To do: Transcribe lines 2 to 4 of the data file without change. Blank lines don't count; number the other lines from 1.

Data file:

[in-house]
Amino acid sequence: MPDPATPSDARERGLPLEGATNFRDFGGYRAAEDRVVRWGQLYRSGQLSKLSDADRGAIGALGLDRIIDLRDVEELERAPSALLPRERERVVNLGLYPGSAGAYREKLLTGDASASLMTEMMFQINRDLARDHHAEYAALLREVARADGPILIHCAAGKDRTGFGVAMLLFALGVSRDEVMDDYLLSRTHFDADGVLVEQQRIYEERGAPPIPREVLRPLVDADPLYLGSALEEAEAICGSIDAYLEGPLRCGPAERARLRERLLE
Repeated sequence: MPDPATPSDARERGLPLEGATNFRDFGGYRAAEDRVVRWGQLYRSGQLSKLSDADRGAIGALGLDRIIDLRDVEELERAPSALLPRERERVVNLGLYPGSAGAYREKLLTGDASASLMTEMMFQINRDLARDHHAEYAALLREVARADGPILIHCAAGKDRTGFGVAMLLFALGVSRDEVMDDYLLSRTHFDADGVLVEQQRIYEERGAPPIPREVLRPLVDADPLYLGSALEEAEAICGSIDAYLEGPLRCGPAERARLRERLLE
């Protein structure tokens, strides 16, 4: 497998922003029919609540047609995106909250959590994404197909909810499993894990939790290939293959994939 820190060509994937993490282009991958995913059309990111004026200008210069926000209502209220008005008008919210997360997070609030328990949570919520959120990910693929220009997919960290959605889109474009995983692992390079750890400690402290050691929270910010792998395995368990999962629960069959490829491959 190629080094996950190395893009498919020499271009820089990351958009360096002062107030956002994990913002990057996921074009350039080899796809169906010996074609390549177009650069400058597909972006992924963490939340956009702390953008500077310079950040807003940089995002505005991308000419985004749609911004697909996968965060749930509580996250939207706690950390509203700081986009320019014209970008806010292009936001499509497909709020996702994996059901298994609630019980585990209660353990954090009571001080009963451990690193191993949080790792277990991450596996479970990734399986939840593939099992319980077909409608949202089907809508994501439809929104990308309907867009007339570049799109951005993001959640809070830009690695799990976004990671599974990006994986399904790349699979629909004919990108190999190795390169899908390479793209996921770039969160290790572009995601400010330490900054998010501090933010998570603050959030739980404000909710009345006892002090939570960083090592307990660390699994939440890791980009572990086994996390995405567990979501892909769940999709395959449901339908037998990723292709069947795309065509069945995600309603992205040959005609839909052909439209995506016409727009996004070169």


Amino acid sequence: MPDPATPSDARERGLPLEGATNFRDFGGYRAAEDRVVRWGQLYRSGQLSKLSDADRGAIGALGLDRIIDLRDVEELERAPSALLPRERERVVNLGLYPGSAGAYREKLLTGDASASLMTEMMFQINRDLARDHHAEYAALLREVARADGPILIHCAAGKDRTGFGVAMLLFALGVSRDEVMDDYLLSRTHFDADGVLVEQQRIYEERGAPPIPREVLRPLVDADPLYLGSALEEAEAICGSIDAYLEGPLRCGPAERARLRERLLE
Repeated sequence: MPDPATPSDARERGLPLEGATNFRDFGGYRAAEDRVVRWGQLYRSGQLSKLSDADRGAIGALGLDRIIDLRDVEELERAPSALLPRERERVVNLGLYPGSAGAYREKLLTGDASASLMTEMMFQINRDLARDHHAEYAALLREVARADGPILIHCAAGKDRTGFGVAMLLFALGVSRDEVMDDYLLSRTHFDADGVLVEQQRIYEERGAPPIPREVLRPLVDADPLYLGSALEEAEAICGSIDAYLEGPLRCGPAERARLRERLLE
């Protein structure tokens, strides 16, 4: 497998922003029919609540047609995106909250959590994404197909909810499993894990939790290939293959994939 820190060509994937993490282009991958995913059309990111004026200008210069926000209502209220008005008008919210997360997070609030328990949570919520959120990910693929220009997919960290959605889109474009995983692992390079750890400690402290050691929270910010792998395995368990999962629960069959490829491959 190629080094996950190395893009498919020499271009820089990351958009360096002062107030956002994990913002990057996921074009350039080899796809169906010996074609390549177009650069400058597909972006992924963490939340956009702390953008500077310079950040807003940089995002505005991308000419985004749609911004697909996968965060749930509580996250939207706690950390509203700081986009320019014209970008806010292009936001499509497909709020996702994996059901298994609630019980585990209660353990954090009571001080009963451990690193191993949080790792277990991450596996479970990734399986939840593939099992319980077909409608949202089907809508994501439809929104990308309907867009007339570049799109951005993001959640809070830009690695799990976004990671599974990006994986399904790349699979629909004919990108190999190795390169899908390479793209996921770039969160290790572009995601400010330490900054998010501090933010998570603050959030739980404000909710009345006892002090939570960083090592307990660390699994939440890791980009572990086994996390995405567990979501892909769940999709395959449901339908037998990723292709069947795309065509069945995600309603992205040959005609839909052909439209995506016409727009996004070169």